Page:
Now, what does He say? What is the substance of His invitation? Here it is: "Come unto Me." What does the word "come" mean? It's a synonym for the word "faith", "believe", "trust", "commit". It's used interchangeably in a verse like John 6:35. Letting Scripture be its own infallible interpreter, notice the meaning of the word: "Jesus said unto them, I am the bread of life: he that cometh to Me shall not hunger, and he that believeth on Me shall never thirst." What is it to believe? It is to come. What is it to come? It is to believe. So what does our Lord do? He calls upon all who labor and are heavy laden to believe on Him, to come to Him, to let the weight of their need be cast upon this unique God-man, the only appointed mediator, the only revealer of God. And why does He invite us to Himself alone? For the simple reason that He alone is suited to meet those needs which cause us to toil and to be heavy laden. Are you toiling and heavy laden with the guilt of sin? Jesus says, "Come unto Me." Why? Because He's the appointed Lamb of God to bear away the sin of the world. It we He that went to the cross and there exposed Himself to the wrath of His Father until the billows of that wrath funneled down upon His own holy head and caused Him to cry out in agony, "My God, My God, why hast Thou forsaken Me?" Why doesn't He invite us to His church or to some philosophy or to way of life? Because no church, no philosophy, no way of life hung in agony and blood. He hung in agony and blood. He poured out His soul unto death. And so He says, "Come to Me. I alone have borne the guilt of sin. Are you heavy laden? Do you toil beneath the lash of a nagging conscience? There is peace and rest in My wounds and in my sufferings. Come unto Me." Or is it that you toil and are heavy laden under the bondage of sin? He says, "Come unto Me" because it's only as the ascended Lord sends forth His Spirit in the plentitude of power and grace that can break the bonds of sin. Acts 5:31 says, "Him did God exalt with His right hand to be a Prince and a Saviour, to give repentance to Israel, and remission of sins." Ephesians 1 declares that He has been exalted, and all things have been put under His feet. "He is able to break the power of canceled sin to set the prisoner free." Is it that you have heavy laden with that hopelessness and confusion of sin? Why did He say, "Come unto Me"? Because He said, "I am the light of the world. He that followeth Me shall not walk in darkness." In Jesus Christ, life's ultimate answers are found, and only in Him. He is the fulfillment of all the types and shadows of all the Old Testament sacrificial systems. We need now no great rubric of ceremony, for the ceremonies have found their fulfillment in our Lord Jesus Christ. He is both priest and offering. He is the bread; He is the light of that true tabernacle. Scripture says He is made unto us wisdom, righteousness, sanctification, and redemption. He says, "Come unto Me." Why? Because in Christ and in Christ alone our needs can be met.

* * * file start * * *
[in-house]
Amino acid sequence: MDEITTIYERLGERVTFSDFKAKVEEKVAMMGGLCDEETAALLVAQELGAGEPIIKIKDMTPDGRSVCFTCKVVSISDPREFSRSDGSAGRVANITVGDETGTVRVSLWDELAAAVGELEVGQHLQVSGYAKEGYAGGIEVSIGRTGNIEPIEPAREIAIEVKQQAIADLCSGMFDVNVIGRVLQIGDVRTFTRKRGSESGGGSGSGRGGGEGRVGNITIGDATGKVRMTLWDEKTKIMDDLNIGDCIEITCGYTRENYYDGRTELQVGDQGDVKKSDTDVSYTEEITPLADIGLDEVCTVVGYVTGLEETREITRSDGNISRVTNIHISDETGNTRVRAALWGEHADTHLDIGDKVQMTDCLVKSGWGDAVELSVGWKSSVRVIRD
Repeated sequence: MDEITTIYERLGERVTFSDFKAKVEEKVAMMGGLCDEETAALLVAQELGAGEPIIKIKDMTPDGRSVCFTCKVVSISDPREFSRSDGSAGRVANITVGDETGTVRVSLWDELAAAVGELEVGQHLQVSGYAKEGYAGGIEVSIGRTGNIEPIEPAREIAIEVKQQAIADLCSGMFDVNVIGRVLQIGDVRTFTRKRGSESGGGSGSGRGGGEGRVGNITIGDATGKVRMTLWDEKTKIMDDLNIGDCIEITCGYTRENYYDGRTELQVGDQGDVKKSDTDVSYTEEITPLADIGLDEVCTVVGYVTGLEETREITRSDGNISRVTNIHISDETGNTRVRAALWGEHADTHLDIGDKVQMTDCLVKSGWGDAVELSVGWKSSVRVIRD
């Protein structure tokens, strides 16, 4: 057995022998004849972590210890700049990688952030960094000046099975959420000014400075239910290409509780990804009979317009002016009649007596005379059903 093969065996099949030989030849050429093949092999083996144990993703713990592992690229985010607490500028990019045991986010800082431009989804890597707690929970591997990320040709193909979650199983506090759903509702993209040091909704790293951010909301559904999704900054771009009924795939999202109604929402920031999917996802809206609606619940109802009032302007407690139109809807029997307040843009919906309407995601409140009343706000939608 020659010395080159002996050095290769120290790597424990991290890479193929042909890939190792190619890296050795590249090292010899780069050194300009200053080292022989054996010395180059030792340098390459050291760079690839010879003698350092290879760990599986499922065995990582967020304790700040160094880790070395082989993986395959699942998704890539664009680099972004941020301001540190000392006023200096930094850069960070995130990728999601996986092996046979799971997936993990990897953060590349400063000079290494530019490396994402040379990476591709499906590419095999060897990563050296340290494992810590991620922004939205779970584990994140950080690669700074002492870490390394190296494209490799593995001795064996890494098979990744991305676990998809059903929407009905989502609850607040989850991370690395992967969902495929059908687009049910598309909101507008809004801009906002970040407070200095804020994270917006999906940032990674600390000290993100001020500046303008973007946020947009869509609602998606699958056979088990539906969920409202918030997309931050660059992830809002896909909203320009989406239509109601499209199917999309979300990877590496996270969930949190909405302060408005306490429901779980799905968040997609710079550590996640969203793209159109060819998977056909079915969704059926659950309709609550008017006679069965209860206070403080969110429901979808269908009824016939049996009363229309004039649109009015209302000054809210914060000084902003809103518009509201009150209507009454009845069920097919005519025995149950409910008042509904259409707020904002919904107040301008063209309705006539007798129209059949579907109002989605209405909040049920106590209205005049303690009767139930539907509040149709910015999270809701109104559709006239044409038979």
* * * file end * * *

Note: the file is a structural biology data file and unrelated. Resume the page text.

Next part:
Now, He not only delineates those to whom He speaks; then gives His gracious offer, but will you notice the promise that He gives. This is the third area of our study. To whom is He addressing Himself? Those who labor and are heavy laden. What does He say? He says, "Come unto Me." Now notice the promise He gives: "Ye shall find rest unto your souls." What does the word "rest" mean? It means no more hopeless toiling under the crushing load of guilt and bondage, no more despair; release from the things that bind us, release from those things that crush us. That's what rest means. Now notice the certainty of the promise: "Come and ye shall find rest." God incarnate is speaking. Of God Scripture speaks and says He cannot lie. This is why it's so important that we pause to think who speaks the words. For if I'm not certain that these are words of infallible and unerring certainty, how do I now that maybe if I come, they will not be fulfilled? How can I know that that which causes my labor and that which makes me heavy laden will be released if I come? Because the promise is certain. He who speaks them is God, and God cannot lie. And if you do not know soul rest tonight, it's because you've not yet come to Christ. If your conscience is tormented by the terrors of a broken law and the fear of hell hangs over you like a billowy cloud, it's because you haven't come. For He says, "Coming, you'll have rest." If your held in the grip and bondage of sin, not those terrible outcroppings of remaining sin, but the cruel tyranny of reigning sin, you're its willing slave and servant. There's only one reason: you haven't come. For He says those who come shall have rest. And so the promise is certain.
But the promise is also an exclusive promise. "Come unto Me, and ye shall find rest." The implication being that rest is to be found no where else either now or in eternity. That's why the cold concept of the invitation is charged with the spirit of authority and command--come or you perish! "He that believeth shall be saved; he that believeth not shall be damned."